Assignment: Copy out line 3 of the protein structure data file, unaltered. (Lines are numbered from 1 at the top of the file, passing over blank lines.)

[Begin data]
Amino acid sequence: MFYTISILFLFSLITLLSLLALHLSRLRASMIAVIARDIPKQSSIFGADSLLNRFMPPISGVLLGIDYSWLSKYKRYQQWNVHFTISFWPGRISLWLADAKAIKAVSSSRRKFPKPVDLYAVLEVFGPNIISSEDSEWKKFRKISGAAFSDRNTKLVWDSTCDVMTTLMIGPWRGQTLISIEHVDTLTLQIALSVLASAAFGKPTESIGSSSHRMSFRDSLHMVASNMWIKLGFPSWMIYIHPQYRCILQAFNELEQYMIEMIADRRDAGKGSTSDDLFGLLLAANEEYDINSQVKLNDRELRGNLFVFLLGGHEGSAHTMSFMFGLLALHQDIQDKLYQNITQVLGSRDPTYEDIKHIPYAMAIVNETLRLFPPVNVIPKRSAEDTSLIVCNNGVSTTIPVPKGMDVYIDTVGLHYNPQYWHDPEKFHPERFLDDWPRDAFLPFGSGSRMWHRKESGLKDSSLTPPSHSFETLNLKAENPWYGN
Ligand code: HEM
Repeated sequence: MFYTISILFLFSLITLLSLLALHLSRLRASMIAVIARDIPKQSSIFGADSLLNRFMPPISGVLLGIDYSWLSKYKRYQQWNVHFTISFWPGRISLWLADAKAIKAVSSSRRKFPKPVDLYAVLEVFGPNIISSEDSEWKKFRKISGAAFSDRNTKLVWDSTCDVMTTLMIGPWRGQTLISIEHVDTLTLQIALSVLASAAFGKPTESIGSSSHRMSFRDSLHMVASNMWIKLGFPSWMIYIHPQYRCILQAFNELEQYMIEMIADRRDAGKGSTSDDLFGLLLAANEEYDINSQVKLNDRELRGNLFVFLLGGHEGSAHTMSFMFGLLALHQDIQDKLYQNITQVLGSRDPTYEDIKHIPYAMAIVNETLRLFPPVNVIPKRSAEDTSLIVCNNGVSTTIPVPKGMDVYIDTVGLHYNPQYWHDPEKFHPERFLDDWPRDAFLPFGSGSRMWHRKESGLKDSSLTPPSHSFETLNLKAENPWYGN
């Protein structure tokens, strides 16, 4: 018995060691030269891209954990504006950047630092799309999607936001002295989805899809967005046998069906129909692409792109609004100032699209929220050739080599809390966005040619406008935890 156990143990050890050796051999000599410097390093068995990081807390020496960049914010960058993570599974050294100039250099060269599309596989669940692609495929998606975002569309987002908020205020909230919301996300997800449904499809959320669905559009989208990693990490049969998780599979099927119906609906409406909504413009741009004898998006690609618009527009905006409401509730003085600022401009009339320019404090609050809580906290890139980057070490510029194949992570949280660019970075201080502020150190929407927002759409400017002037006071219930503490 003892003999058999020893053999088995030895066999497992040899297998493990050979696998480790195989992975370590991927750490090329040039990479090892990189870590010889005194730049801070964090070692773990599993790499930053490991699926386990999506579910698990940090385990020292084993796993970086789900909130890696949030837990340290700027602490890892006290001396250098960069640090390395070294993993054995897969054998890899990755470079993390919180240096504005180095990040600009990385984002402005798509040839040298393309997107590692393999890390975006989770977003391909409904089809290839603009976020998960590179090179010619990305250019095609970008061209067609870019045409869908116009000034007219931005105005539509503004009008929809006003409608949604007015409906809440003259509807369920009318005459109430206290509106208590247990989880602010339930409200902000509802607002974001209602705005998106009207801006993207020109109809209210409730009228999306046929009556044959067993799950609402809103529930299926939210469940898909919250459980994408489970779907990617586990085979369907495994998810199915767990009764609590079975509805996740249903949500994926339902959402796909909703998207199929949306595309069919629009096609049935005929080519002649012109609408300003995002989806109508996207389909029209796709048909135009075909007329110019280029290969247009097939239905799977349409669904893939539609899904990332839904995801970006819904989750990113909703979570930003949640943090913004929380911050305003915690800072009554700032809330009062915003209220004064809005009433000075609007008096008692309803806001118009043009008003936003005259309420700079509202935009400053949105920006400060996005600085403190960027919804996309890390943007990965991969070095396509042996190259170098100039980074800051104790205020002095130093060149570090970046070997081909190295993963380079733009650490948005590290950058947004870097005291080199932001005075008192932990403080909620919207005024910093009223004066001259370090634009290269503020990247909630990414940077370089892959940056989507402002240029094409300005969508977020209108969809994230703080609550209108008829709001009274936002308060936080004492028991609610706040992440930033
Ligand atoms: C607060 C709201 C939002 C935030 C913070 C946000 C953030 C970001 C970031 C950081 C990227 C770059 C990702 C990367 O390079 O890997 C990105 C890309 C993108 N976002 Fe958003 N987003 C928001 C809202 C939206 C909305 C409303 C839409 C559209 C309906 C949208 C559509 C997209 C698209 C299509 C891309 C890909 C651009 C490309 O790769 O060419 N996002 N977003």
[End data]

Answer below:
Repeated sequence: MFYTISILFLFSLITLLSLLALHLSRLRASMIAVIARDIPKQSSIFGADSLLNRFMPPISGVLLGIDYSWLSKYKRYQQWNVHFTISFWPGRISLWLADAKAIKAVSSSRRKFPKPVDLYAVLEVFGPNIISSEDSEWKKFRKISGAAFSDRNTKLVWDSTCDVMTTLMIGPWRGQTLISIEHVDTLTLQIALSVLASAAFGKPTESIGSSSHRMSFRDSLHMVASNMWIKLGFPSWMIYIHPQYRCILQAFNELEQYMIEMIADRRDAGKGSTSDDLFGLLLAANEEYDINSQVKLNDRELRGNLFVFLLGGHEGSAHTMSFMFGLLALHQDIQDKLYQNITQVLGSRDPTYEDIKHIPYAMAIVNETLRLFPPVNVIPKRSAEDTSLIVCNNGVSTTIPVPKGMDVYIDTVGLHYNPQYWHDPEKFHPERFLDDWPRDAFLPFGSGSRMWHRKESGLKDSSLTPPSHSFETLNLKAENPWYGN